C is for Caprella mutica, an A-Z of Invasive Marine Species

C. mutica belongs to a peculiar group of marine amphipod crustaceans. The head has two pairs of antennae and the body has multiple segments (pereonites), most with a pair of limbs (pereopods). Caprellids have long, thin bodies, and greatly reduced abdomens.

By Hans Hillewaert (Own work) [CC-BY-SA-3.0 (http://creativecommons.org/licenses/by-sa/3.0)], via Wikimedia Commons Image: By Hans Hillewaert (Own work) [CC-BY-SA-3.0 (http://creativecommons.org/licenses/by-sa/3.0)], via Wikimedia Commons

This week, C is for Caprella mutica, commonly known as the Japanese skeleton shrimp. This is a species of skeleton shrimp and is a  relatively large caprellid. They are known to reach a length of 50mm. The Japanese skeleton shrimp is a marine amphipod that has spread around the globe from its native home in northeast Asia. They are sexually dimorphic, with the males usually being considerably larger than the females. They are identified by their “hairy” first and second thoracic segments (body segments) and the rows of spines on their bodies. Overall, it looks a bit like a cross between a stick insect and a praying mantis.

C. mutica belongs to a peculiar group of marine amphipod crustaceans. The head has two pairs of antennae and the body has multiple segments (pereonites), most with a pair of limbs (pereopods). Caprellids have long, thin bodies, and greatly reduced abdomens. Their typical posture is standing erect, swaying in the current, and holding their enlarged second claws (gnathopods) in a mantis-like pose, ready to grab passing prey. They blend in well, as their body shape and colour often match the background. They are originally red in the brood pouch, but their colour can change to green or blue depending on their local environment.

Adult C. mutica are usually found in temperatures ranging between –1.8 °C and 26 °C and salinities greater than 20 ppt (parts per thousand). They are opportunistic feeders, consuming everything from decaying plant and animal matter to diatoms, macroalgae, other crustaceans, and the food for farmed salmon. This species can reproduce within a month of hatching, and large females can produce over 300 eggs in a single brood. Reproduction can occur all year round, but it is typically greater in the months of spring and summer, when populations are known to explode. The highest densities have been recorded on a salmon farm in Scotland (300,000 shrimp per m2). This alien species is now well established outside its original range. With its wide environmental tolerances, rapid growth, early reproduction and high population densities, variable feeding habits, and penchant for settling on artificial structures and vessels, it is likely to become widespread in the UK.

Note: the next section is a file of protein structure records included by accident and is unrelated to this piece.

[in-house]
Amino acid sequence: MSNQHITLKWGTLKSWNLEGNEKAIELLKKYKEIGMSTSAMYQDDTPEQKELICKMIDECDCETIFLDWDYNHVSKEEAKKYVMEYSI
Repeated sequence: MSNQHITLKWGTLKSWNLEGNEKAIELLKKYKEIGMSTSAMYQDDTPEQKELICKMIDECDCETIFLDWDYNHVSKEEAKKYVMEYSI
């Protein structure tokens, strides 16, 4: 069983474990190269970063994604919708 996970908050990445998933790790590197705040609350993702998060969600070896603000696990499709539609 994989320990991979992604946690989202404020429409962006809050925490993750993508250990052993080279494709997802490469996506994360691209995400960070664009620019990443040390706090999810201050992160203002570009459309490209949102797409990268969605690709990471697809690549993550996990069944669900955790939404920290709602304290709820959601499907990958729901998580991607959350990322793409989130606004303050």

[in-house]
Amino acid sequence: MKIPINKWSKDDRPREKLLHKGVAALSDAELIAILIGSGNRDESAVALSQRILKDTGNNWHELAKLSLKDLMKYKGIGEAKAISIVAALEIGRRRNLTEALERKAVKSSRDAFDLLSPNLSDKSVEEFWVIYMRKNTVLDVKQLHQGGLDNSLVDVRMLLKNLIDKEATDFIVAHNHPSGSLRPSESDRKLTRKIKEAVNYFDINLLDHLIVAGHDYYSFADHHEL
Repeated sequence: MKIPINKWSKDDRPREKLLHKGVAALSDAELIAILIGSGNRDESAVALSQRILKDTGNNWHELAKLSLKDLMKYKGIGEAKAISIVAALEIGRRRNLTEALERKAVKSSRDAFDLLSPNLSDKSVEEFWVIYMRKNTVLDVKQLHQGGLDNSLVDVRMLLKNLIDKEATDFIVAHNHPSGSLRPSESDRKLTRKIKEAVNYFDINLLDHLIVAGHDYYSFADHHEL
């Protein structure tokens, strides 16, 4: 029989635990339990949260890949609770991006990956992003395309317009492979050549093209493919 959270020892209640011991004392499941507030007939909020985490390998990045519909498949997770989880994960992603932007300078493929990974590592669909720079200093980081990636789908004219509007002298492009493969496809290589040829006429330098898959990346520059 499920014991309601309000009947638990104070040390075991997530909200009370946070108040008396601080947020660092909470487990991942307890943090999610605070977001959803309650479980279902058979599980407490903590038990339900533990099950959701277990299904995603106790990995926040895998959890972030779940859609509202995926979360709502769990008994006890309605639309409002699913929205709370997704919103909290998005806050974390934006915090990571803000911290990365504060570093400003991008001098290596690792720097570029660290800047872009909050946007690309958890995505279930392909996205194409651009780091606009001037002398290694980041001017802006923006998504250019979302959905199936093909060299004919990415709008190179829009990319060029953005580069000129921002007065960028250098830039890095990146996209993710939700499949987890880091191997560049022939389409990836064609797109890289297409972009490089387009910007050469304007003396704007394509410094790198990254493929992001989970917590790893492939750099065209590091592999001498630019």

As a result of their high densities and reproduction rate, caprellids provide a valuable food source for fish, crabs, and other larger predators. Despite their slenderness, caprellids are an excellent food because they are known to contain high levels of polyunsaturated fatty acids and carotenoid pigments. Because of this, they make a nutritious snack for a diverse range of marine predators.

C. mutica are native to shallow protected bodies of water in the Sea of Japan. In as little as 40 years, they have become an invasive species in the North Atlantic (including our UK), North Pacific, and along the coasts of New Zealand in places like ports, aquaculture facilities, and oil rigs. It is not known for sure how they were introduced, but it is believed to be due to maritime traffic (in ballast water or as hull fouling) and aquaculture. We know that its spread occurs along multiple routes, and the amphipod may use numerous ‘stepping stones’ as it moves from place to place. Short-distance travel is most likely via recreational boating, drift seaweed, passive drift, and aquaculture. They are often found on another alien species, Sargassum muticum. Outside of their native range, C. mutica are often exclusively synanthropic (ecologically associated with humans), being found in large numbers in and around areas of human activity. Their ecological and economic impact as an invasive species is unknown, but they pose a serious threat to native populations of skeleton shrimp in the affected areas.

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